The Montana judge who sentenced a teacher who raped a 14-year-old girl to just 30 days in jail wants to fix what he now thinks might be an "illegal" sentence. But, following the pattern of Yellowstone County District Court Judge G. Todd Baugh's apparently unique interpretation of state law, prosecutors say that the judge doesn't actually have the authority to increase his sentence. That, they say, can only happen through the appeals process.
So that's exactly what they've done. On Wednesday, state Attorney General Tim Fox filed an appeal that would overturn Baugh's judgement. Baugh, for his part, seems set on going ahead with a hearing he's set for Friday to increase former teacher Stacey Dean Rambold's sentence to the minimum of two years required by law. Rambold, now 54, was sentenced to 15 years by Baugh, but the judge suspended all of that sentence except for what he believed to be the mandatory minimum time served. After reviewing the law setting that minimum, Baugh wrote, "the mandatory minimum seems to be 2 years, and not 30 days...in this Court's opinion, imposing a sentence which suspends more than the mandatory minimum would be an illegal sentence.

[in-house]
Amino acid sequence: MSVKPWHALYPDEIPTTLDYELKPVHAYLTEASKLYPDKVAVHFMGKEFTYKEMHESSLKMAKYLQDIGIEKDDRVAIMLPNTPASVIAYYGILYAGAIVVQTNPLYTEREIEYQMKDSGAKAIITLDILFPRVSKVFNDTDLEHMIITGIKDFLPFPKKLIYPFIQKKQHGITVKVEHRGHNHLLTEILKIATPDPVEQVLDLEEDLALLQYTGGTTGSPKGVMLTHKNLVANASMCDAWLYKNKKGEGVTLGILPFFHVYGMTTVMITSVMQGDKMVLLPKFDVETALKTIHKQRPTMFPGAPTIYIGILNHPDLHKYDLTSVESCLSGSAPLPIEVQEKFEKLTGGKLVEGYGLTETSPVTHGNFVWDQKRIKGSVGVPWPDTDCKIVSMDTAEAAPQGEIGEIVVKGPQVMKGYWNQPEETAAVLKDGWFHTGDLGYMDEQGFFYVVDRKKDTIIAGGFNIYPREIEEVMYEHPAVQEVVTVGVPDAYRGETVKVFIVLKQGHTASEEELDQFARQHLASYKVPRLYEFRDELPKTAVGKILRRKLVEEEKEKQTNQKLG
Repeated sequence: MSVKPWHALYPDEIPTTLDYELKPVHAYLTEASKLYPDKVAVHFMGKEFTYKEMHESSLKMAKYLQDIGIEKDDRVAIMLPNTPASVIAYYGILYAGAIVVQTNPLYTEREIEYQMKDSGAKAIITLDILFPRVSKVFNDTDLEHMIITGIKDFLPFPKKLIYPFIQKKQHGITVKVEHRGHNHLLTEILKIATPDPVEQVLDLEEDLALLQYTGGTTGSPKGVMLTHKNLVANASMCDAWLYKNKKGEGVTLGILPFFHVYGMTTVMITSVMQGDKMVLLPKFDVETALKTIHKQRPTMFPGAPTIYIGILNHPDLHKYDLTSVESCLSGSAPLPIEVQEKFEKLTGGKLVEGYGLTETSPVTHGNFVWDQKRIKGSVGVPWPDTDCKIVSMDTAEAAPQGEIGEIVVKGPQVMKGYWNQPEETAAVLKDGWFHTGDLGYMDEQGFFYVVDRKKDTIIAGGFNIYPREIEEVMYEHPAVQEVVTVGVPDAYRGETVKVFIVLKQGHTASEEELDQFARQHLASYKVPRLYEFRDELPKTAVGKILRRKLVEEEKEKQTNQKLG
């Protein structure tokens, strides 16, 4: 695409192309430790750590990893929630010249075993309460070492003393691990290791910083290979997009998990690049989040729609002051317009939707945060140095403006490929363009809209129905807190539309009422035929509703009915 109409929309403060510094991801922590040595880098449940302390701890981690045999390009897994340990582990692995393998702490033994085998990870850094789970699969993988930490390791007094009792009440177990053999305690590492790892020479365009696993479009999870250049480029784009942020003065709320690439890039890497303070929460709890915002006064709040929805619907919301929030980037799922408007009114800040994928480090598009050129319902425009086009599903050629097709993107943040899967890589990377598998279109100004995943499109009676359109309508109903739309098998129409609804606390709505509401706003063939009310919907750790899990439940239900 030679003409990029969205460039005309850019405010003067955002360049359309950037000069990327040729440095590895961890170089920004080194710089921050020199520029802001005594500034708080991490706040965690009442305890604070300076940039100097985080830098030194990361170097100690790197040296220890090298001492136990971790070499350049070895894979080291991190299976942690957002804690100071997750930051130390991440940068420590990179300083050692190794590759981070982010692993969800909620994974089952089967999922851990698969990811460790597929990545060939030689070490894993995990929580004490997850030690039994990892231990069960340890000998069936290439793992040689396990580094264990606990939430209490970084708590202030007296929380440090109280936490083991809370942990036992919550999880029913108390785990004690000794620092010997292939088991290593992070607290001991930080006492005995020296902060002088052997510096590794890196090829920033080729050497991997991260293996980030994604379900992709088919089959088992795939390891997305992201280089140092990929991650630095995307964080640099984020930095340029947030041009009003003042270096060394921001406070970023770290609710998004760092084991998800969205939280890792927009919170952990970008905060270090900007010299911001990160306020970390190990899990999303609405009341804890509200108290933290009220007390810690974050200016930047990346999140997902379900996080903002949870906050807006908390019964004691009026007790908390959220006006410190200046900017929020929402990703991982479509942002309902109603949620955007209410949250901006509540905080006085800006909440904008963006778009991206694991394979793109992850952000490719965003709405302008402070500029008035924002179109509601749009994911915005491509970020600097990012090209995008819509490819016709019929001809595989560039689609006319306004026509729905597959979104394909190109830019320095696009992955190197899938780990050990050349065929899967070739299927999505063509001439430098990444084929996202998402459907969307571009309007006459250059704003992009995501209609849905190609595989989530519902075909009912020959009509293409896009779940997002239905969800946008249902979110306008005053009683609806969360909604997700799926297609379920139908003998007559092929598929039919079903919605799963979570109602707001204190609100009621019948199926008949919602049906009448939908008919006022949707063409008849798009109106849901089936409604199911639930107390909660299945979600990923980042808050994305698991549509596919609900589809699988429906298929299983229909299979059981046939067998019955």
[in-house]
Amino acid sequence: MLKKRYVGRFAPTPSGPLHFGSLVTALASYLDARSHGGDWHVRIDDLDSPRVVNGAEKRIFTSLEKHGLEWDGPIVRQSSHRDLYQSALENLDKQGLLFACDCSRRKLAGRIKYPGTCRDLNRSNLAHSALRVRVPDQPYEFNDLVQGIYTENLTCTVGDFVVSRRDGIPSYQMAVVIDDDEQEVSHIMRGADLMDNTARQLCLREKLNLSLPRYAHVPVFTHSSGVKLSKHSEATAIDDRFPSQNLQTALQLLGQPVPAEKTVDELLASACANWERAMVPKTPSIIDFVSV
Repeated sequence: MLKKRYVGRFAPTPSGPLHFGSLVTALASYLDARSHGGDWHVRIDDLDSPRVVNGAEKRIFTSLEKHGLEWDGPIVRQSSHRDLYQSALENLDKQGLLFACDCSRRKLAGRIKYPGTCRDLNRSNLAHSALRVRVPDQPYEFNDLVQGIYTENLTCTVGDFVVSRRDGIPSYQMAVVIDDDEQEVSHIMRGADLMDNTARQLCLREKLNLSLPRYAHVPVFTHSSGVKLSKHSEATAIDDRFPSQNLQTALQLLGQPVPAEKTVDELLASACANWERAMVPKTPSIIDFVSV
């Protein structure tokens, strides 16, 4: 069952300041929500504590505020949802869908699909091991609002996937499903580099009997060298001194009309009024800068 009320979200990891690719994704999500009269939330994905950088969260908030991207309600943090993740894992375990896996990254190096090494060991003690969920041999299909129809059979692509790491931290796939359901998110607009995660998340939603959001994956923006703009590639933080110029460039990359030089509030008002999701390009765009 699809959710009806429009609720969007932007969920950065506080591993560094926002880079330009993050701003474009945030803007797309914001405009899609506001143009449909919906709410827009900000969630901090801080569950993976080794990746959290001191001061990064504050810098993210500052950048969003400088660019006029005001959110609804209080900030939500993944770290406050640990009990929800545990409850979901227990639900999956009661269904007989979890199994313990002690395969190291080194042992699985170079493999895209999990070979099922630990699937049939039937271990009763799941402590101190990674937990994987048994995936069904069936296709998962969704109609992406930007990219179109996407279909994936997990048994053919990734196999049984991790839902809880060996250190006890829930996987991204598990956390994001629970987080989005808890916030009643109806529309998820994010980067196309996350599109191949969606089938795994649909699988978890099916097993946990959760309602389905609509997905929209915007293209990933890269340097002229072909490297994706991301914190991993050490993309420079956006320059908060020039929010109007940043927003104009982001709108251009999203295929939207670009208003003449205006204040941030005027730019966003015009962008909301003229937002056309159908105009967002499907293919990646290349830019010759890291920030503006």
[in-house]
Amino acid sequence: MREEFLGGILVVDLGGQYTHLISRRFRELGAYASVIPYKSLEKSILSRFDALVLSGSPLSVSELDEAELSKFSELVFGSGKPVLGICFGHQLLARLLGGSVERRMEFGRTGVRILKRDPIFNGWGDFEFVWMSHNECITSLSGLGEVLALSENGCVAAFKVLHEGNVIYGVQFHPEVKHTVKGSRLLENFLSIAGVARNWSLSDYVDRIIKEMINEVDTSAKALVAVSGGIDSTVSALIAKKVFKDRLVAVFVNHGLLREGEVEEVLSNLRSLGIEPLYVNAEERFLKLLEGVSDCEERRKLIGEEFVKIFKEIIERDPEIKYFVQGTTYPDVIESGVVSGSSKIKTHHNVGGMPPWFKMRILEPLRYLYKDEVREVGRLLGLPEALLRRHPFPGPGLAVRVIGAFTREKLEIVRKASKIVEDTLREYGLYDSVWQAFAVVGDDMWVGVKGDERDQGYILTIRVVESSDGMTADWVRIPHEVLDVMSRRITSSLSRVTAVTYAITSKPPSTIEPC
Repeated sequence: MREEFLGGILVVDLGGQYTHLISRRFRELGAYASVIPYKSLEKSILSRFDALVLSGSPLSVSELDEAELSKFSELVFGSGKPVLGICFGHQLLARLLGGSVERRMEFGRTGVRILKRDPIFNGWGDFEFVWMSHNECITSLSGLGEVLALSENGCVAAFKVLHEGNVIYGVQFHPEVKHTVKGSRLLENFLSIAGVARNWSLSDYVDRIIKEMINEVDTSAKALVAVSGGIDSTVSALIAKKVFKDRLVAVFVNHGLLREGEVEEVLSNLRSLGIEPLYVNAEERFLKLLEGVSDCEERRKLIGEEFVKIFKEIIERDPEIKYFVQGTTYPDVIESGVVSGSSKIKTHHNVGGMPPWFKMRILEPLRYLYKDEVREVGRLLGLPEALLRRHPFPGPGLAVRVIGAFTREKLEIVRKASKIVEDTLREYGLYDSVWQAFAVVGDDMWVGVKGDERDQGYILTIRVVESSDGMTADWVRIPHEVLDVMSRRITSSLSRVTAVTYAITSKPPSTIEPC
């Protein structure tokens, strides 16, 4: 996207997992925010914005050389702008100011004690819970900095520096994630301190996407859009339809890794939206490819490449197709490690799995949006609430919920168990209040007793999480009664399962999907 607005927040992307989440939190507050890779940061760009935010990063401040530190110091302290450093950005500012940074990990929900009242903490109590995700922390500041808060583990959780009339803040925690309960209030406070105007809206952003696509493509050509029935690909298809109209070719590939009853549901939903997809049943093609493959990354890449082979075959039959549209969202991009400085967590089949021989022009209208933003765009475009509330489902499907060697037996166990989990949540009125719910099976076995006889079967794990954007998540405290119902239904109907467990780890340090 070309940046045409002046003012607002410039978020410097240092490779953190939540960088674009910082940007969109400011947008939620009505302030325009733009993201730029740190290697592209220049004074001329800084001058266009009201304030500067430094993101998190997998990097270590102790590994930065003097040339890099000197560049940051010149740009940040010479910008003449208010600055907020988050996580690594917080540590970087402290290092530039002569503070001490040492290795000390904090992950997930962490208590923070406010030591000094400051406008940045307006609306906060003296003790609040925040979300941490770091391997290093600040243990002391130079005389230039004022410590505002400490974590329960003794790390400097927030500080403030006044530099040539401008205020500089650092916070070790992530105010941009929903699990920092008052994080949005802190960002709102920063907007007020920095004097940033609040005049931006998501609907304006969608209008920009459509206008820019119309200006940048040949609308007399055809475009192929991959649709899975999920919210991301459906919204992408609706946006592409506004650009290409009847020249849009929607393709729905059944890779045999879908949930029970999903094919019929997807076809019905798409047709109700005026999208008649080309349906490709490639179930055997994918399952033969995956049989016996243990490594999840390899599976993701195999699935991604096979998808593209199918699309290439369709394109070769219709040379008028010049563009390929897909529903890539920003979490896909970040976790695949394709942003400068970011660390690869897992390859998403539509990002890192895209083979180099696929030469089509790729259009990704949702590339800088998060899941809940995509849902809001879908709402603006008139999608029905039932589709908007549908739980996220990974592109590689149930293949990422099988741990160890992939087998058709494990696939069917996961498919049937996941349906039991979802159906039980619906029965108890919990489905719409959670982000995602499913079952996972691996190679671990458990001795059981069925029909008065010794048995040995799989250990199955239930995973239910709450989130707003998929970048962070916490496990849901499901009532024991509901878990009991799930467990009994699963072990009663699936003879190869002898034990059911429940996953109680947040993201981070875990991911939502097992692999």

Baugh based his lenient sentence in part on his personal assessment of the victim, then-14-year-old Cherice Moralez, who later committed suicide as the court case went through the legal system. In his sentencing, Baugh said that Moralez "seemed older than her chronological age" and was "as much in control of the situation" as Rambold, her teacher, was. Moralez's mother later said that her relationship with Rambold and the ensuing court case was a "major" factor in her death.
The state has appealed to the Montana Supreme court, and asked Baugh to cancel his hearing on Friday. The extraordinarily lenient sentence drew international attention, and prompted protests in Billings, some calling for Judge Baugh's resignation.
Here's Baugh's notice on his original sentence:
Images: A protest of Baugh's ruling (AP); Judge G. Todd Baugh (AP).